All that said, your average punter probably isn’t an original thinker or massively intellectually curious. Not only that, people often like to follow the herd, which can result in trends lasting longer than is rational. If, as I suspect, the people who create the market price largely look at the same factors in much the same way, can we really expect the price to be bang on?

        So all in all, I’m undecided about market efficiency, although I agree with you that there will be instances where the market gets it wrong. The question is: how do I exploit the knowledge that some markets are incorrectly priced? I’ve tried backing drifters and laying steamers before, but with mixed results. I think the problem is that I’m up against insider information, and if a horse steams from 5/1 to 2/1, it might be that that’s because the trainer knows that it performed like an evens chance in training yesterday! Perhaps the way to identify likely value is to have a detailed knowledge of a sport that enables you to realise when the crowd is likely to have got it wrong.

        Any thoughts? :)

        Jeff

        Reply
        1. admin Post author

          I think you have that just about right Jeff. Nowadays the access to information is incredible. Take a horse race, we can go though all the stats, form and make comparisons on statistical models and collateral form. But that thing that is always variable if we are dealing with human beings and animals. When you see tennis pros 2 sets and 4 games up in a match and they lose. How? They choke. The emotional side to sport kicks in. How many times have we seen a horse about to win and the jockey does something stupid, like dropping their hands. I think most gambles have nothing to do with insider information. Like you say the herd mentality kicks in. People feel safe in a crowd, they crave acceptance and confirmation. You will see many of my trades and think? Why the hell is he saying that? Well, if you swim with the crowd you will lose.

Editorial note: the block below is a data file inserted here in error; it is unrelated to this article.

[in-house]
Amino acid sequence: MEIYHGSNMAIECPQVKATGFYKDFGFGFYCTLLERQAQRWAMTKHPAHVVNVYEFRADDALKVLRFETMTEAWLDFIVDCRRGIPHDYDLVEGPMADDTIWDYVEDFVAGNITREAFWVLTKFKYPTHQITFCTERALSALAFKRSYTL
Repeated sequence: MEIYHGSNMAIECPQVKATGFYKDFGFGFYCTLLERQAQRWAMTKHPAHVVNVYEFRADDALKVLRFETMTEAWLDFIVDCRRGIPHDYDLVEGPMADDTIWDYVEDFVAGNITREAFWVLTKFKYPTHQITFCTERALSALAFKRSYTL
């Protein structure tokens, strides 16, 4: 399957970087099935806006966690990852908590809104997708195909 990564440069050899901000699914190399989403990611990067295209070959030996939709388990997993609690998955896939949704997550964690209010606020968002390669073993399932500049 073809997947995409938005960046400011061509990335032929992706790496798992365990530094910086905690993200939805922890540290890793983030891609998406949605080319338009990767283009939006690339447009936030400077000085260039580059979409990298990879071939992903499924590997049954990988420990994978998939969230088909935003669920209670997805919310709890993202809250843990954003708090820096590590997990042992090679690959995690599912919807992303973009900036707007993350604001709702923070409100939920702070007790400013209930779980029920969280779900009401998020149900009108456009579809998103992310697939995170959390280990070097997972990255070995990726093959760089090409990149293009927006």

The best way to learn about betting is to spend the afternoon in your local bookies.Things will become very clear after that. I don’t think you need detailed knowledge, but I think you need to know how to use what info you have to it’s best advantage.
          I think sometimes we are all guilty of over thinking, looking for reasons that are not there. I think a lot could improve their betting by finding more creative ways to collect and use the information thats around.

          Reply
  2. Barry Tiller

    hi there,

    Good read, always interested in how seasoned pros approach their trade. Just one question, you mentioned in the article that there had been 13 occasions out of the 25 that there had been a goal in the first 10 mins in matches these two teams have played. I also get this at 52% but that makes it a 1.92 chance and not 1/2?

    Reply
    1. admin Post author

      The dangers of writing something at 2:00am :) I have amended the page and thank you for pointing it out. I’m sure you agree this was still a great value trade. I thank you for pointing out this embarrassing error.

      Reply
      1. Barry Tiller

        I was not trying to catch you out, and wouldve personal messaged you if i could. Obviously still a great value trade. Is this football software a good piece of kit? You could put the time in yourself to put some stats together but time is the biggest commodity in life!

        Reply
        1. admin Post author

          This software is like an ATM.I have extensive databases of stats and statistical models but once I saw this I don’t bother with them. I have only just touched the surface really. You can try it for free on the28 day trial. Nothing to lose. If you can’t make it pay for itself cancel.That’s the measure I use on all my betting tools. If they don’t pay for themselves they go. If you know how to work out implied odds v digital odds you will fill your boots. :)